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My Pet World: Options for transporting animals during a move | Pets

Cathy M. Rosenthal Tribune Content Agency

Dear Cathy: I desperately hope you can give me advice on how to transport two cats over 600 miles from our current home. We are seniors moving to a retirement community. The journey will be too long for us, so we are trying to figure out how to transport our two scary cats. Our vet was unable to provide us with separate transportation options. The thought of each of us transporting cats on an airplane is daunting. A cat is big, and I don’t know if it’s too big to go on. Freight is a bad option. It’s difficult to put them in carriers for the vet. I’ve researched separate transports, but there are so many and we just don’t know where to start and who to trust. These two adopted boys are part of our family so we wouldn’t think of giving them up. Can you give us some advice please. —Lisa, Huntington Station, New York

Dear Lisa: I’m glad you’re moving and keeping your pets! My first recommendation is to bring them into the cabin of the plane with you. I know it might sound daunting, but it’s actually much easier to take them with you than to transport them on a separate transport plane. Call several airlines to discuss their protocols and exact measurements of the space where cats will need to be placed. First class seats may also provide your felines with extra space, so inquire about that option as well. Then see if your cat will fit in the kennel size it recommends. Your cat should be able to move around comfortably in the doghouse.

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If that doesn’t work, you have two other options. Option 1: A family member could drive them, but 600 miles is a long way, and a lot can happen on the trip. But if you know someone you can trust, it’s a reasonable option. But option 2 will shorten their trip. You can book them on a transport plane only for pets. I don’t know any of these services personally, but research them by searching the internet for “cross-country pet transportation services” and find one that will fly from New York to your destination. Then, read as many reviews of the business as possible. These reviews will give you plenty of information on who to choose to transport your cats. Then call and talk to them and walk through the process with them. If you find a company with plenty of four and five star reviews and you feel comfortable talking with them, you’ll know you’ve found your transportation service. Plan your flights so you can pick them up yourself at the airport.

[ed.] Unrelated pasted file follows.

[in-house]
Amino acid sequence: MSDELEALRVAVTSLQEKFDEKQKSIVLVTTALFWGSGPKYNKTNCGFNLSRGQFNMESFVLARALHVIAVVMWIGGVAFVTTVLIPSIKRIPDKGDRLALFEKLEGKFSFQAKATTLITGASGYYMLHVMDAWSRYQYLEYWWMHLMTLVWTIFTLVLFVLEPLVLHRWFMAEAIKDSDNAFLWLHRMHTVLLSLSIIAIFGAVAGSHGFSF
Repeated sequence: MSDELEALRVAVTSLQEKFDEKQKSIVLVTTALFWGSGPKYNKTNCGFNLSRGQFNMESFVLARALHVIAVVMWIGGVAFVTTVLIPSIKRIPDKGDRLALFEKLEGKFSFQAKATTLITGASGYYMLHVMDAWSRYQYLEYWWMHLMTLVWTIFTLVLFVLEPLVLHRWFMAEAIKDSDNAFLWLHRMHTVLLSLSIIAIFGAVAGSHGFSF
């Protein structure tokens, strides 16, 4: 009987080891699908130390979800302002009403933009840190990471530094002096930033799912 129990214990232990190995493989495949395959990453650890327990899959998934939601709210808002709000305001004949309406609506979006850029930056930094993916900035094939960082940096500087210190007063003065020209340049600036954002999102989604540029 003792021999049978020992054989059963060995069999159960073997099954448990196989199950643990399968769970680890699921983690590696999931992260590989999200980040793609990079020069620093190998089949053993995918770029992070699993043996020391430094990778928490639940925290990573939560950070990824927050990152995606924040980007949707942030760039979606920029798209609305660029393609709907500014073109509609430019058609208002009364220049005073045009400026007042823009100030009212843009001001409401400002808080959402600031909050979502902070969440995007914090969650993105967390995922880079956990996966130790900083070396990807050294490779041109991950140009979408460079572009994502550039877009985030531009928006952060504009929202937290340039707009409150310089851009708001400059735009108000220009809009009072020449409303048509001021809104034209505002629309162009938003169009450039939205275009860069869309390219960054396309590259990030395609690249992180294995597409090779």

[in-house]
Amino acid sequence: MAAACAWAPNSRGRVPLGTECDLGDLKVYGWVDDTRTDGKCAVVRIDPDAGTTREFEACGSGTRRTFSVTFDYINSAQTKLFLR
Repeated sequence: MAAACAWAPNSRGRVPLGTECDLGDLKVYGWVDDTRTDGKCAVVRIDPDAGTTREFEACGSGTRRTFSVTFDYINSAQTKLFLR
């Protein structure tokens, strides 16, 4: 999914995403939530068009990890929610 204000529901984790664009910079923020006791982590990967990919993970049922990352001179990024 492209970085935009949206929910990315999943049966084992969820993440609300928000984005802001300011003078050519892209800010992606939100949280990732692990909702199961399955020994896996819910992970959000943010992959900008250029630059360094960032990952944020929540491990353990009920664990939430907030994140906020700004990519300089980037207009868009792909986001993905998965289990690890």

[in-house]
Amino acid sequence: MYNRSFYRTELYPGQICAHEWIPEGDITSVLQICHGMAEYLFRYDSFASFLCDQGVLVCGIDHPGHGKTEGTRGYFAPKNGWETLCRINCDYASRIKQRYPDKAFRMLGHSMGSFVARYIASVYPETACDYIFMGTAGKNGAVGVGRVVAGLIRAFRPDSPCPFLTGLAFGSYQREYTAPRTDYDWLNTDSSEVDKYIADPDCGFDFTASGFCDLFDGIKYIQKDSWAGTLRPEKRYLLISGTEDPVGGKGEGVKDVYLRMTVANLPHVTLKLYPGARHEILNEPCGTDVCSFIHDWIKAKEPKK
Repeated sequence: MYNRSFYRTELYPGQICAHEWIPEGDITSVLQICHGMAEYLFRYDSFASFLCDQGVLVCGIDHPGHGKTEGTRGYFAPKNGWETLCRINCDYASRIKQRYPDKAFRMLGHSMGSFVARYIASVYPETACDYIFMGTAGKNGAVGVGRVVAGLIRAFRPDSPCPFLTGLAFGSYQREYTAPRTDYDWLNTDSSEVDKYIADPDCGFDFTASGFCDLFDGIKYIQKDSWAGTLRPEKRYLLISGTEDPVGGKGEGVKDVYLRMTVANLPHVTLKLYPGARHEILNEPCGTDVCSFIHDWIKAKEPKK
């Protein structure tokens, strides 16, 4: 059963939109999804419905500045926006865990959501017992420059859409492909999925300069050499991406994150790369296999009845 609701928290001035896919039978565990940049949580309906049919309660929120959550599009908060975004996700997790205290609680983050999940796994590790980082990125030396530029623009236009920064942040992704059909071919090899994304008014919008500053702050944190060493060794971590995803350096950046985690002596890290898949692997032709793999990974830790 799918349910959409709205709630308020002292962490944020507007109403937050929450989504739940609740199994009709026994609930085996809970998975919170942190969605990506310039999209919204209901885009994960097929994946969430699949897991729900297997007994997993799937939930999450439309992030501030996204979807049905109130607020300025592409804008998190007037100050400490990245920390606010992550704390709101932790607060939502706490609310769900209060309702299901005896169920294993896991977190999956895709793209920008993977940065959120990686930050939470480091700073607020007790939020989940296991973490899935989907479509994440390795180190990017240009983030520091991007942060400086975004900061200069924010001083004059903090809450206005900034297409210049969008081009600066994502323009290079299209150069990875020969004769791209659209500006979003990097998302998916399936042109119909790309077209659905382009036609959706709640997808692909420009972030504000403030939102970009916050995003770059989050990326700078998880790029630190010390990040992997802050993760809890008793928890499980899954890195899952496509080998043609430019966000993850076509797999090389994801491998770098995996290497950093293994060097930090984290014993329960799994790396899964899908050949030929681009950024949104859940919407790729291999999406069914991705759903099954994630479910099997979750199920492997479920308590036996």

Dear Cathy: I appreciated your tips on keeping pets safe in cars. I would like to add a few more tips. I worked in a veterinary hospital for many years. The vet would always advise pet owners not to let their dogs stick their heads out of the open car window while on the move. Insects, (flying) objects, etc. can hit your dog’s eye and do a lot of damage. Also, years ago I was following a car and noticed a dog hanging from the car window. When the driver took a sharp turn, the dog fell on the road and broke his leg. I also heard a vet tell dog owners that they shouldn’t feed their dog bones because they can break and cause intestinal issues. When they asked which animal bones were safe to give to their pets, he replied “dinosaur bones”. We love our pets and want them to be safe. —Gloria, Connecticut

Dear Gloria: Funny what he said about dinosaur bones. I’m sure he’s seen his fair share of cases where bones broke and caused damage. I don’t give my dog ​​any bones because he likes to swallow things whole or at least in big chunks and it can be nearly impossible to get through his system. I’m hesitant to even give him dental chews because of his all-or-nothing chewing behavior.

As for hanging their heads out of car windows, dogs may appreciate that, but it’s not at all safe. This means that the dog is not safe in the vehicle and a sharp turn as you have seen, or even an accident, can throw the dog out of the vehicle. It’s scary enough to have an accident, let alone an accident with a pet in the car. It is important to keep them safe.

Cathy M. Rosenthal is a longtime animal advocate, author, columnist, and companion animal expert with over 25 years in the animal welfare field. Send your pet questions, stories and advice to [email protected] Please include your name, city and state. You can follow her @cathymrosenthal.


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